Card of the Day: 1987 Donruss Benny Distefano

Today’s Card of the Day comes from my favorite Donruss set from the 1980s and possibly my favorite overall product from them. The subject is Benny Distefano, who is somewhat famous in the baseball history circles because he is the last left-handed catcher in Major League history. That last part is key because I’m a lefty and I caught in Little League after his last big league game at catcher. I also played third base and shortstop, but you don’t see my name mentioned as a trivia answer. I never played second base for some reason in all of my years of little league, the only position I missed. Enough about me, let’s look at the card of the man who is the answer to the trivia question. Here’s card #514 from the 1987 Donruss set.

Here’s the front of the card:

Look at that front design! (insert heart eyes emoji here).  I love the look of the black borders, with the yellow stripe on either side of the little baseball pattern in the middle. That design works so well with the Pittsburgh Pirates uniforms, but it looks good with every card. The inclusion of that Pirates logo on the front adds to the look here. I’m not a fan of the bright green for the name/position bar, but I can overlook it, especially because not every team has that color combo in that spot. The photo quality of this set is strong as well, as you can see here in the Distefano card. That wasn’t always the case before Score upped the photo game in 1988, then Upper Deck took it to another level in 1989.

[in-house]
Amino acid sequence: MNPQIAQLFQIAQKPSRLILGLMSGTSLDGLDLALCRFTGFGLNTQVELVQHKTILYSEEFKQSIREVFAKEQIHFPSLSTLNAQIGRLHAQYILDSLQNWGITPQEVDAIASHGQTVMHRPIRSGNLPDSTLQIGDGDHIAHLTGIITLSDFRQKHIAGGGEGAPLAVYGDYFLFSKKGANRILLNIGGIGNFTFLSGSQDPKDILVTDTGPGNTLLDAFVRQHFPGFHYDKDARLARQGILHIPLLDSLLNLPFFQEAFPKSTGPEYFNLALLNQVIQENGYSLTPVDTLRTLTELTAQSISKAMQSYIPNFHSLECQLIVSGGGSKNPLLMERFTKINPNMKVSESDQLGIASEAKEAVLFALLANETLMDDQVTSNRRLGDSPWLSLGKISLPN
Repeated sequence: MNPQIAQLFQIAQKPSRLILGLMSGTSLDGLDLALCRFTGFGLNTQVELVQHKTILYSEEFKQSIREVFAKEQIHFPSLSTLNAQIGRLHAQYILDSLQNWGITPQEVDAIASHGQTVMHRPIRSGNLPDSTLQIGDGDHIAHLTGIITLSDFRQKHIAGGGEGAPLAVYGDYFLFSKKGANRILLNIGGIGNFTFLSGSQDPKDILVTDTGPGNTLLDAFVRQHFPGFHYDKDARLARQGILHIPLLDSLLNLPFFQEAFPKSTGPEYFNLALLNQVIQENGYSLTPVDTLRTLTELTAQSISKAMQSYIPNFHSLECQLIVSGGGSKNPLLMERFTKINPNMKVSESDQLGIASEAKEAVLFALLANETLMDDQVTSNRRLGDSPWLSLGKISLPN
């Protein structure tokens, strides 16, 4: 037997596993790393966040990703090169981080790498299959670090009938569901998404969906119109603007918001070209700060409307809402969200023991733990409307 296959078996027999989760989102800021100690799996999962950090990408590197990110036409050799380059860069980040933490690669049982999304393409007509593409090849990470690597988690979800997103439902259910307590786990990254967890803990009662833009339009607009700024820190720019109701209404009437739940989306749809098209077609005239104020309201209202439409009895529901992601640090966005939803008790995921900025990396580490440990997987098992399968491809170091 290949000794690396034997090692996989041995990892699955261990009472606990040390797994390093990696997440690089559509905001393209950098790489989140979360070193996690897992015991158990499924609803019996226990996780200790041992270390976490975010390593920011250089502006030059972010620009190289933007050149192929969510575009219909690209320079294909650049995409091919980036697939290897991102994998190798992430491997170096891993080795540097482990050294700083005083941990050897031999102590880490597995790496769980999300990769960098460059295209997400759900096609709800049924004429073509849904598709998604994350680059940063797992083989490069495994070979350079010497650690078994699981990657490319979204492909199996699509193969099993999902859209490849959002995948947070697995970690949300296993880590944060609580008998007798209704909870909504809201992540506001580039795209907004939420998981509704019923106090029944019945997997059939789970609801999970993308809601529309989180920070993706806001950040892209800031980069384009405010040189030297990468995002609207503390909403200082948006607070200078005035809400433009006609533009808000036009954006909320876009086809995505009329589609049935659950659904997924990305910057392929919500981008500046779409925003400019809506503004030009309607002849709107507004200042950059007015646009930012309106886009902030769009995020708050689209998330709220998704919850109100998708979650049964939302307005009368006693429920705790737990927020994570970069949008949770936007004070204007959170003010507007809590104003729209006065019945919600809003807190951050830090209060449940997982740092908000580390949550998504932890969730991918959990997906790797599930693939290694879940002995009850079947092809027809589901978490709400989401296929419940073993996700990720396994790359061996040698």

Aside from the set design, the uniform from this era is great as well, except for one detail. I am a huge fan of the pillbox caps, BUT I do not like that mesh version of the cap, which you can see very well in this photo. Here’s a fun fact about Distefano that I didn’t realize until today. He played four seasons with the Pirates (I knew that part) and he wore four different numbers during that time (10, 14, 30 and 31).

Here’s the back of the card:

I’ll quickly repeat what I’ve said numerous times about these backs. Donruss got very lazy during the mid-1980s and used the same design over and over and over, with the only difference being the color. However, they loved blue and yellow for the back colors, so they used them more than once, just not the same color in back-to-back years. Also, I always have to pat them on the back for the contract status section. I just used it for a player bio 2-3 days ago when I couldn’t find the info anywhere else. As you can see by the stats, Distefano wasn’t setting the world on fire in the majors, though he made it there quickly after getting drafted in 1982. He would do much better with the 1988-89 Pirates, but he spent the entire 1987 season in the minors. He first caught for the Pirates on May 14, 1989, becoming the first lefty catcher in nine years. He last caught in the majors on August 18, 1989. However, he caught in the minors during the 1992-93 seasons.

The price section here is interesting because of how popular this card is for autographs. Ebay has 50 auctions for this card, so you know the drill by now. You should have no trouble finding the card for $2 delivered. The autograph versions don’t go that low, but they aren’t far off either. There are two for around $4 delivered and two for around $5 delivered, and one done in pen for $2.50 delivered, with a best offer option. Then there are five others that cost between $6-$20 each. You could have fun going after a signed Distefano collection because he is/was apparently very generous with his time for fans. My initial search on Ebay was just to see which set I wanted to feature and there were a ton of signed cards from all different sets.